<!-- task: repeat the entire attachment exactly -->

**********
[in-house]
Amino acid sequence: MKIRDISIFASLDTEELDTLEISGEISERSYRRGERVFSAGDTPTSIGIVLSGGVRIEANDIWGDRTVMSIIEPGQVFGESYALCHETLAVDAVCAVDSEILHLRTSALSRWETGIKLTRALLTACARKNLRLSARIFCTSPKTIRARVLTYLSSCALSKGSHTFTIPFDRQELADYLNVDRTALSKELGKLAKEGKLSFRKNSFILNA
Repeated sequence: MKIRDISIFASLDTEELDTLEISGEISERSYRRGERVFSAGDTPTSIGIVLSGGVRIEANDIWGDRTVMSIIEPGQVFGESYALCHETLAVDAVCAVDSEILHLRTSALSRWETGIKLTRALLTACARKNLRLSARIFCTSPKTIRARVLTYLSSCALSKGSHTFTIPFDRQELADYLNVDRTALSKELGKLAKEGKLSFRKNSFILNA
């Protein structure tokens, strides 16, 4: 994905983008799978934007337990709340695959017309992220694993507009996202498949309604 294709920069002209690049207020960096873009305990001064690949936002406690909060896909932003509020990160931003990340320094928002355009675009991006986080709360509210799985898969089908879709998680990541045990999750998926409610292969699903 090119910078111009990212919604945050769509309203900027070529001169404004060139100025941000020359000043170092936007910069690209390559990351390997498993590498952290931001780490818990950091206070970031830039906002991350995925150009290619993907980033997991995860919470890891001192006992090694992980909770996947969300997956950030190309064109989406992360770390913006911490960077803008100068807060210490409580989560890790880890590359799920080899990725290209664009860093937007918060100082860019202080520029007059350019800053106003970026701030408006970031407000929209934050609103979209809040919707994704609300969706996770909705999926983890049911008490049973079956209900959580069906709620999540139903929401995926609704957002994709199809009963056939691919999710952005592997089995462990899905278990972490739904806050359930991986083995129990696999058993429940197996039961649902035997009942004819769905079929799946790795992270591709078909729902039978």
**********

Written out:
[in-house]
Amino acid sequence: MKIRDISIFASLDTEELDTLEISGEISERSYRRGERVFSAGDTPTSIGIVLSGGVRIEANDIWGDRTVMSIIEPGQVFGESYALCHETLAVDAVCAVDSEILHLRTSALSRWETGIKLTRALLTACARKNLRLSARIFCTSPKTIRARVLTYLSSCALSKGSHTFTIPFDRQELADYLNVDRTALSKELGKLAKEGKLSFRKNSFILNA
Repeated sequence: MKIRDISIFASLDTEELDTLEISGEISERSYRRGERVFSAGDTPTSIGIVLSGGVRIEANDIWGDRTVMSIIEPGQVFGESYALCHETLAVDAVCAVDSEILHLRTSALSRWETGIKLTRALLTACARKNLRLSARIFCTSPKTIRARVLTYLSSCALSKGSHTFTIPFDRQELADYLNVDRTALSKELGKLAKEGKLSFRKNSFILNA
């Protein structure tokens, strides 16, 4: 994905983008799978934007337990709340695959017309992220694993507009996202498949309604 294709920069002209690049207020960096873009305990001064690949936002406690909060896909932003509020990160931003990340320094928002355009675009991006986080709360509210799985898969089908879709998680990541045990999750998926409610292969699903 090119910078111009990212919604945050769509309203900027070529001169404004060139100025941000020359000043170092936007910069690209390559990351390997498993590498952290931001780490818990950091206070970031830039906002991350995925150009290619993907980033997991995860919470890891001192006992090694992980909770996947969300997956950030190309064109989406992360770390913006911490960077803008100068807060210490409580989560890790880890590359799920080899990725290209664009860093937007918060100082860019202080520029007059350019800053106003970026701030408006970031407000929209934050609103979209809040919707994704609300969706996770909705999926983890049911008490049973079956209900959580069906709620999540139903929401995926609704957002994709199809009963056939691919999710952005592997089995462990899905278990972490739904806050359930991986083995129990696999058993429940197996039961649902035997009942004819769905079929799946790795992270591709078909729902039978």